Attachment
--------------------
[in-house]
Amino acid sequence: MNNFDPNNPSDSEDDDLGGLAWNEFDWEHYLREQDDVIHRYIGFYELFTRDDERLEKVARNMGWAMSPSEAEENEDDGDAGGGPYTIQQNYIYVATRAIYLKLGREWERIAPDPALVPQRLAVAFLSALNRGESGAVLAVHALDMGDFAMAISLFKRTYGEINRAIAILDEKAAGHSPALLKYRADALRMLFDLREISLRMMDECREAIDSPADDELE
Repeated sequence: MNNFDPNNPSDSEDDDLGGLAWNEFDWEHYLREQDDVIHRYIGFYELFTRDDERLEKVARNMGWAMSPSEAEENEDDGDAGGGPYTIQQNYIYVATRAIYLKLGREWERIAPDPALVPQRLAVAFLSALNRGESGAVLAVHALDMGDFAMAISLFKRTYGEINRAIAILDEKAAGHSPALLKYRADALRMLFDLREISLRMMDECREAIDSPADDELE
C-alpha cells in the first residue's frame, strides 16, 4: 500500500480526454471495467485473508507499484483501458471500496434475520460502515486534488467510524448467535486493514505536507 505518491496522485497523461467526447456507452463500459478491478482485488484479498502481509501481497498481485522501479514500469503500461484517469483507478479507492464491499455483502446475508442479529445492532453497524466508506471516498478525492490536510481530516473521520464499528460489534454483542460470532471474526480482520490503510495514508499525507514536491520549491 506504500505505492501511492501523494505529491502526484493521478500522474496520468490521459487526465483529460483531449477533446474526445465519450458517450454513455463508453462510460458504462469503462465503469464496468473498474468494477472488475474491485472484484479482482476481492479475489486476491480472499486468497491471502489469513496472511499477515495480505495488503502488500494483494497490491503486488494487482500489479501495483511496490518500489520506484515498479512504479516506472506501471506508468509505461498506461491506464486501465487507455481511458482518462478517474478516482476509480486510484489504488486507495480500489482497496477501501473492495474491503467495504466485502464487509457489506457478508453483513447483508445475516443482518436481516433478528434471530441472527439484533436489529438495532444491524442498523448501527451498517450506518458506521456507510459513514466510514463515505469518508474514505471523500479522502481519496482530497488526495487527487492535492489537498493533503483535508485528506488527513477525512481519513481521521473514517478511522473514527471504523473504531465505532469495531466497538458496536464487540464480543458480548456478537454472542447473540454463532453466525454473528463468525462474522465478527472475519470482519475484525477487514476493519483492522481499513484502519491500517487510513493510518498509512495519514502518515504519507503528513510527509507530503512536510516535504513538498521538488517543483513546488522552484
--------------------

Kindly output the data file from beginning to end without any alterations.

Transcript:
[in-house]
Amino acid sequence: MNNFDPNNPSDSEDDDLGGLAWNEFDWEHYLREQDDVIHRYIGFYELFTRDDERLEKVARNMGWAMSPSEAEENEDDGDAGGGPYTIQQNYIYVATRAIYLKLGREWERIAPDPALVPQRLAVAFLSALNRGESGAVLAVHALDMGDFAMAISLFKRTYGEINRAIAILDEKAAGHSPALLKYRADALRMLFDLREISLRMMDECREAIDSPADDELE
Repeated sequence: MNNFDPNNPSDSEDDDLGGLAWNEFDWEHYLREQDDVIHRYIGFYELFTRDDERLEKVARNMGWAMSPSEAEENEDDGDAGGGPYTIQQNYIYVATRAIYLKLGREWERIAPDPALVPQRLAVAFLSALNRGESGAVLAVHALDMGDFAMAISLFKRTYGEINRAIAILDEKAAGHSPALLKYRADALRMLFDLREISLRMMDECREAIDSPADDELE
C-alpha cells in the first residue's frame, strides 16, 4: 500500500480526454471495467485473508507499484483501458471500496434475520460502515486534488467510524448467535486493514505536507 505518491496522485497523461467526447456507452463500459478491478482485488484479498502481509501481497498481485522501479514500469503500461484517469483507478479507492464491499455483502446475508442479529445492532453497524466508506471516498478525492490536510481530516473521520464499528460489534454483542460470532471474526480482520490503510495514508499525507514536491520549491 506504500505505492501511492501523494505529491502526484493521478500522474496520468490521459487526465483529460483531449477533446474526445465519450458517450454513455463508453462510460458504462469503462465503469464496468473498474468494477472488475474491485472484484479482482476481492479475489486476491480472499486468497491471502489469513496472511499477515495480505495488503502488500494483494497490491503486488494487482500489479501495483511496490518500489520506484515498479512504479516506472506501471506508468509505461498506461491506464486501465487507455481511458482518462478517474478516482476509480486510484489504488486507495480500489482497496477501501473492495474491503467495504466485502464487509457489506457478508453483513447483508445475516443482518436481516433478528434471530441472527439484533436489529438495532444491524442498523448501527451498517450506518458506521456507510459513514466510514463515505469518508474514505471523500479522502481519496482530497488526495487527487492535492489537498493533503483535508485528506488527513477525512481519513481521521473514517478511522473514527471504523473504531465505532469495531466497538458496536464487540464480543458480548456478537454472542447473540454463532453466525454473528463468525462474522465478527472475519470482519475484525477487514476493519483492522481499513484502519491500517487510513493510518498509512495519514502518515504519507503528513510527509507530503512536510516535504513538498521538488517543483513546488522552484